A further ground for perplexity is the lack of verifiable information about our government's preparations and intentions.
We do know that the policy is one of deterrence, but we do not know what measure of retaliation is contemplated should deterrence appear to fail.' While it may not be politic for government to disclose certain information, we should know whether a threat of retaliation with such weapons is likely to be implemented in the event of any attack or only in the case of a nuclear one. Whatever is done will be done in our name and, in a democracy, with our presumed agreement The conscience of a nation should not be compelled to hazard guesses against a background of an indefinite number of possibilities.
It is true that as long as there is no effective international authority capable of maintaining peace, a legitimate government cannot be denied the right of self-defence.
We are convinced, however, that if it is immoral to use these weapons it is also immoral to threaten their use. Some argue that the threat can be justified as the lesser of two evils. The crux of the problem is whether in any foreseeable circumstance a policy of self-defence based on the use or even the threat of use of these weapons of terrible destructiveness can ever be morally justified.
Yet, when all these grounds of hesitation and perplexity have been examined certain issues are clear to us as a matter of Christian faith and become a sign of hope to all people of goodwill.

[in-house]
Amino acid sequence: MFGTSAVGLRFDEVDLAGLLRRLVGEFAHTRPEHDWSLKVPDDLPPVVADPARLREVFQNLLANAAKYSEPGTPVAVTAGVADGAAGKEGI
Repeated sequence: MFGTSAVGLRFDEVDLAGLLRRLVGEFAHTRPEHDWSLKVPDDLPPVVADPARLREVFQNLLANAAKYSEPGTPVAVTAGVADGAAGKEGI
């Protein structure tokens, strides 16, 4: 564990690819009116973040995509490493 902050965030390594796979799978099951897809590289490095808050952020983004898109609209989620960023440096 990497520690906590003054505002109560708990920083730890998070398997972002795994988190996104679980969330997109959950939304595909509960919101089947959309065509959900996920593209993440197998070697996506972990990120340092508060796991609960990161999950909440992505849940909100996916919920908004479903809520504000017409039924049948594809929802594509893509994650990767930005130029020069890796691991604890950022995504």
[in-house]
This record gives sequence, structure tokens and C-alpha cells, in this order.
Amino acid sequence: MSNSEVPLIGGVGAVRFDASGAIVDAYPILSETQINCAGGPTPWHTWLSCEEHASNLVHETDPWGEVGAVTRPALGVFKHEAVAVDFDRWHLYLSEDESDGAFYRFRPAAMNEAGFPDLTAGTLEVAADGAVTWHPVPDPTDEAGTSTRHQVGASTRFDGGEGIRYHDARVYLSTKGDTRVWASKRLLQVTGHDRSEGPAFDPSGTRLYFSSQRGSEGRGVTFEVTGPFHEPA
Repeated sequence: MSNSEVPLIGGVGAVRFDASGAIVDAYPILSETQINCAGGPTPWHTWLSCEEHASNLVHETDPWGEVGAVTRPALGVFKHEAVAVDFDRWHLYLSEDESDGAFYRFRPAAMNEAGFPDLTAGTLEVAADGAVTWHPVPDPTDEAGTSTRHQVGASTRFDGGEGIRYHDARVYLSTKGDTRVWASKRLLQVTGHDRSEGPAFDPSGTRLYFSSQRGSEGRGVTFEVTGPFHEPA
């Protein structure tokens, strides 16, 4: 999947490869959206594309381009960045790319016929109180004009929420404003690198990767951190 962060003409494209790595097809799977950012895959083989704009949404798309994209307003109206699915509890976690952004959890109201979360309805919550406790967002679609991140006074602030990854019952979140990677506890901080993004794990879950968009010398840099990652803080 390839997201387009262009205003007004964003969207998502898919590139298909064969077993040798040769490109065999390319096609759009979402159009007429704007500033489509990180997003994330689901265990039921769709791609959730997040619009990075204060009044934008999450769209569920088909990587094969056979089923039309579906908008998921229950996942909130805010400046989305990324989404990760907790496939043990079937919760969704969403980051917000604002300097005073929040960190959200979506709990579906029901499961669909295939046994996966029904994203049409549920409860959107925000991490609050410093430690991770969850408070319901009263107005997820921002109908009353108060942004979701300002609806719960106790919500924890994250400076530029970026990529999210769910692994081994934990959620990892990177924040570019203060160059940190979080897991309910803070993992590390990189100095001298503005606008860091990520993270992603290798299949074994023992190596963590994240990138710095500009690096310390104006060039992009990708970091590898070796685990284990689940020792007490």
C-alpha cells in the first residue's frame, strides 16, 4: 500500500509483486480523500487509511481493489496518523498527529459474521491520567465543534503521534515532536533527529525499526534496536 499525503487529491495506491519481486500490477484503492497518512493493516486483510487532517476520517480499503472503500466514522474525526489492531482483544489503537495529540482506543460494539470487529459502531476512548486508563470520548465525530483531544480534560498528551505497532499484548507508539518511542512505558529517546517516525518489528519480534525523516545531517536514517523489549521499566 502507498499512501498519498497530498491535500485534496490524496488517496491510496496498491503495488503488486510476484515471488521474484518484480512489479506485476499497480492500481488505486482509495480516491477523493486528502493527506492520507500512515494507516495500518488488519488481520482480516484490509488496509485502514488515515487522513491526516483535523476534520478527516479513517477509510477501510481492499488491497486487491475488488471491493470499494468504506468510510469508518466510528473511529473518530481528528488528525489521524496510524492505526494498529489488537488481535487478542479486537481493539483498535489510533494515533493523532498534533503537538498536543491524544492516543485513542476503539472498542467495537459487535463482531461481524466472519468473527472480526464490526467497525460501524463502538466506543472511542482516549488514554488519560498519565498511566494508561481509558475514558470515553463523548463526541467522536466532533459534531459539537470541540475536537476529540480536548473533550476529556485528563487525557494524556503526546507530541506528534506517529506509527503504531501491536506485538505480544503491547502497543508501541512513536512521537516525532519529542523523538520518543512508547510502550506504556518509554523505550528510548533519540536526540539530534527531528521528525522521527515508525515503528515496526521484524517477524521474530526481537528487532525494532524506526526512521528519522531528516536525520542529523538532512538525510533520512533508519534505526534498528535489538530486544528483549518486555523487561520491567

Our faith teaches us that God is the source of our salvation. Therefore, we hope for and work towards the achievement of justice and peace in the world.
Our faith also teaches that God loves and offers salvation to all. We therefore do not accept a division of human beings into "allies" and "enemies". We are brothers and sisters and the earth is our common inheritance; we have a responsibility to share this world with everyone else, to pass it on uncontaminated, unpillaged, not despoiled, to future generations. So we have to rid ourselves of prejudice and mutual suspicion. We must totally reject any “arms race", any policy of revengeful slaughter, all greed and self-preservation at the cost of others.
The Church is already committed to the work of disarmament. In an intervention at the U.N. the Holy See urged that the arms race "be condemned unreservedly" because it is "a danger, an injustice, a theft from the poor and a folly". The Vatican Council urged that "all must work to put an end to the arms race and make a real beginning to disarmament" (G.S. 82).